The consequence of this hardening of identities in a highly insecure climate is that elections are likely to reflect the ‘ethnic census’. What is meant by this is that parties and politicians that are elected in this environment will be ones that will take a hard-line stance on their ethnic groups’ interests. It is likely that these politicians and parties will be reluctant to compromise with other ethnic groups’ representatives. As compromise is likely to be viewed as betraying their own group’s interests.

This has the potential to lead to a state that is mired in gridlock where even the most basic issues cannot be resolved. Bosnia provides a telling example of this as there little compromise between ethnic groups representatives. The deadlock resulting from this in Bosnia has impeded important economic and institutional reform.

Partition can reduce the chances of such situations arising in post war Syria and Iraq because it can reduce the perception of insecurity among the majority group.  The reason it can decrease the insecurity felt among the majority group is because unlike other post-conflict reconstructions, it significantly reduces the population size of minority groups.

By doing this partition creates conditions for concessions to be made by the majority group, as this decreases the perceived level of insecurity felt by the majority group. Partition therefore creates an environment where the majority group will be more likely to be willing to compromise with other groups, as the potential security risks for doing so will have lessened significantly.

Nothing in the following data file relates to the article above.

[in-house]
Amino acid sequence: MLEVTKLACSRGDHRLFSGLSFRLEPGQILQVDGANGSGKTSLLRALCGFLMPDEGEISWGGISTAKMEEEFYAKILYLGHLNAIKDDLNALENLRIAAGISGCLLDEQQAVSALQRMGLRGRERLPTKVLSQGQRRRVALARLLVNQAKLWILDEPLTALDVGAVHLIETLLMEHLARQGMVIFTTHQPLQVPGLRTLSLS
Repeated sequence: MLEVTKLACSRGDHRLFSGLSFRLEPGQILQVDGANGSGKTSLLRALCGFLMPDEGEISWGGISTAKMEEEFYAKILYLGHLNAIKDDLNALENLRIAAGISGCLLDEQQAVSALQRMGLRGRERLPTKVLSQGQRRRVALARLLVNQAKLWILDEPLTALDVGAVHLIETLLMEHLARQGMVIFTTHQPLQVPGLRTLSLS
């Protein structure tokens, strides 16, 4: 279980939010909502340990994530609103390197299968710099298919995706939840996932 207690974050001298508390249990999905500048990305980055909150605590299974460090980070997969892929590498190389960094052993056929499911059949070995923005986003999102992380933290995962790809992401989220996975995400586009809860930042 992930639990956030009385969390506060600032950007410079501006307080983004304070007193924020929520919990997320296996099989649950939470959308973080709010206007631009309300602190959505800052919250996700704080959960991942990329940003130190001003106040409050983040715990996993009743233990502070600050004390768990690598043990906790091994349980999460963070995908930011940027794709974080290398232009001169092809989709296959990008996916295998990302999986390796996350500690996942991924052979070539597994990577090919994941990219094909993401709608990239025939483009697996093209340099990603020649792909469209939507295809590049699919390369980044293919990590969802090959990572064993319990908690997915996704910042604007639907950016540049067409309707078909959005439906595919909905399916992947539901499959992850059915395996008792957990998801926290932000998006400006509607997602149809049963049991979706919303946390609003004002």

Admittedly, an unfortunate part of any effort to partition multi-ethnic states is that it involves population transfers. While, undesirable populations transfers are already a reality in much of Syria and Iraq as members of minority groups have been fleeing to areas where they are majority.

Finally, by accepting the reality that Syria and Iraq as we know them gone, the international community could create a means of achieving peace in Syria and Iraq. As the prospect of a Sunni-state would give Sunnis an attractive alternative to the Islamic state. This would in turn severely undermine IS ability to present itself as the only viable alternative for Sunni Muslims. In contrast the international current adherence to Syria and Iraq’s current borders. Implies to Sunnis that their reward for rising up against the Islamic state will be to put them back under Assad rule or the Shia dominated government in Baghdad.



















 


The views expressed in this article are those of the author and do not necessarily represent the views of Development in Action.

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What lessons can be found in Syria and Iraq today from the post-soviet un-recognized states?

What lessons can be found in Syria and Iraq today from the post-soviet un-recognized states?

Jordan Creed traces the impediments un-recognised states may have on international development efforts. Using historical examples, it appears that similarities coexist between Syria and Iraq, and many post-Soviet Union states. This may lead to hostility in the future.